You don’t have to live uncomfortably to reduce your power bill. It’s about understanding where your power is going and reducing consumption in areas that won’t affect your daily life.
Today I’m going to make it easy for you. All you need to do is take a few minutes out of your day and incorporate the tips you learn into your own household.
Let’s get started.
1. Check the type of your heater
There are two main types of heating: radiant and convective. Radiant heaters are mainly used to heat people and big spaces by direct radiation of heat, whereas convective heaters warm and move the air around in the room.
While all heaters produce air movement as the hot air rises from the heater to the ceiling, it’s important to choose the best type of heater for your needs.
Different forms of heating are best in different circumstances.
- If you have a larger room with high ceilings, a combination of radiant and convection is best.
- For smaller rooms, space convective heating is most effective
- Larger rooms with draughts or bathrooms that could let in outside air, radiant heating works best.
2. Check the size of your heater
Just as important as the type of heating you’re using is the size. There’s no point installing an oversized heater if you don’t need it – you’ll waste money and energy when it’s simply not necessary.
- Check the size of your heater and talk to your local heating and cooling store to see if there’s a size more suitable to your needs.
- Even if you find out you require a bigger system, there may be energy-efficient options available to save you money on operating costs.
3. Custom select the temperature on heater
The temperature the heater is set at plays a huge role in its energy consumption. In fact, each 1°C increase of the thermostat setting will save about 10% on your energy usage.
Here’s what you can do.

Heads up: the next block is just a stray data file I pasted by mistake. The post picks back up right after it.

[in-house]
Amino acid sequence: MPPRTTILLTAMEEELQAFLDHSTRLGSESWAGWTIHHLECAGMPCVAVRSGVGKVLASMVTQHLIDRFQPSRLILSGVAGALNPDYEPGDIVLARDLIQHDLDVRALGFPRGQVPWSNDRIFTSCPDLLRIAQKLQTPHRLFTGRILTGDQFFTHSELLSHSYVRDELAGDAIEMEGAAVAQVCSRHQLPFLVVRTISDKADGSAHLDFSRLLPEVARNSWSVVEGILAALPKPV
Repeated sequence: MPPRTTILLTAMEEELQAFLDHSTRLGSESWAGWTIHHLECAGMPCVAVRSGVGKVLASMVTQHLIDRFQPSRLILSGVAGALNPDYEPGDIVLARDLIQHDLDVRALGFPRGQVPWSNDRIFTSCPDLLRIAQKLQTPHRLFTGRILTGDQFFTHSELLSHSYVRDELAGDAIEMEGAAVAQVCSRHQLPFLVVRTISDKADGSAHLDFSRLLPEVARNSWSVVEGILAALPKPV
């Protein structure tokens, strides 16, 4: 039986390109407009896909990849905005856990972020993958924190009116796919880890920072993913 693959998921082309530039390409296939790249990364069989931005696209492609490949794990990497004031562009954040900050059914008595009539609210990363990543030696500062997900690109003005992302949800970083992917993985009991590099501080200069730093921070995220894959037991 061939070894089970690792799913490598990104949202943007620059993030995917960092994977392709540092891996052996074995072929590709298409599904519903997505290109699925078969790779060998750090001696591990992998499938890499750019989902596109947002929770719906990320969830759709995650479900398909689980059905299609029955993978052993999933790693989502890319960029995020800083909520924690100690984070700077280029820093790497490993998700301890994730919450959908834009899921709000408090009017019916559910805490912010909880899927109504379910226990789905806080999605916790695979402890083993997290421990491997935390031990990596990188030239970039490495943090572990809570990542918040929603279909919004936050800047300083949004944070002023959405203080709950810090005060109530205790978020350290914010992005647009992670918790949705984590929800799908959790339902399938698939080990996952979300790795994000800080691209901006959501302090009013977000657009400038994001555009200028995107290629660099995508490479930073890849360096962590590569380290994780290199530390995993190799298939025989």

- Search for timer and thermostat controls
- Set your air conditioner at the highest temperature setting so you still feel cold enough – 25 ºC is usually a good place to start
- Monitor your electricity bill for 3 months and see if you notice a difference in the energy consumed.
4. Zone your home and only heat the rooms you’re using
Do you heat your whole house or selected rooms? Central heating heats the whole house whether individual rooms are being used or not. This could be up to 6 rooms in the house that are being heated, yet only 1 or 2 are actually occupied. Space heaters, on the other hand, only heat the room or area where the heater is operating.
In a house with central heating, the energy consumed and running costs are typically much higher than efficient space heating. Space heating – otherwise known as zone heating – can reduce running costs.
To save costs on your energy bill, you can:
- Shut every door in the house and only heat the rooms that are being used – perhaps just the living room.
- Try to avoid heating each bedroom – which could be up to 4 rooms of the house – and use non-electrical heating sources such as hot water bottles and blankets when your family moves to their bedrooms.
5. Seal off any draughts
Draughts can make you feel colder and prompt you to turn on the heater.
- You can use thick, heavy curtains with pelmets to prevent airflow from draughts and stop heat loss. Towels can also work block off the draught.
- Strategically position your furniture and household goods to to minimise the effects of draughts. For example, don’t sit your sofa right in front of the draught because you’ll feel the cold much more than if it was in another spot in the room.
- Don’t forget any pet doors. Although they can’t be completely avoided, there are options such as heavy curtains on each side of the door to minimise the cold air coming in.
6. Let in winter sun and draw curtains at night
Windows are a major source of heat loss in winter. According to Your Home, up to 40% of a home’s heating energy can be lost through windows. This means having energy-efficient windows make for a more comfortable, cheaper home to run.
So how can you improve the air that goes in and out of your windows?
- Hang heavy curtains or blankets over windows will add an exterior barrier to the cold, especially if you don’t have double-paned windows.
- Hanging heavy curtains or blankets around the bed (from the ceiling if you don’t have a four-poster bed) will help insulate you during the night by trapping body heat.
- Placing rugs on tile, linoleum, concrete or hardwood flooring will assist in insulation efforts.
7. Acclimatise yourself to the cold
Minimising your reliance on heating and cooling systems will, of course, reduce your power consumption.
Here’s how you can do it.
- As the weather changes, turn the airconditioner off as soon as possible and keep the windows open to allow your body to acclimate naturally to the changing weather.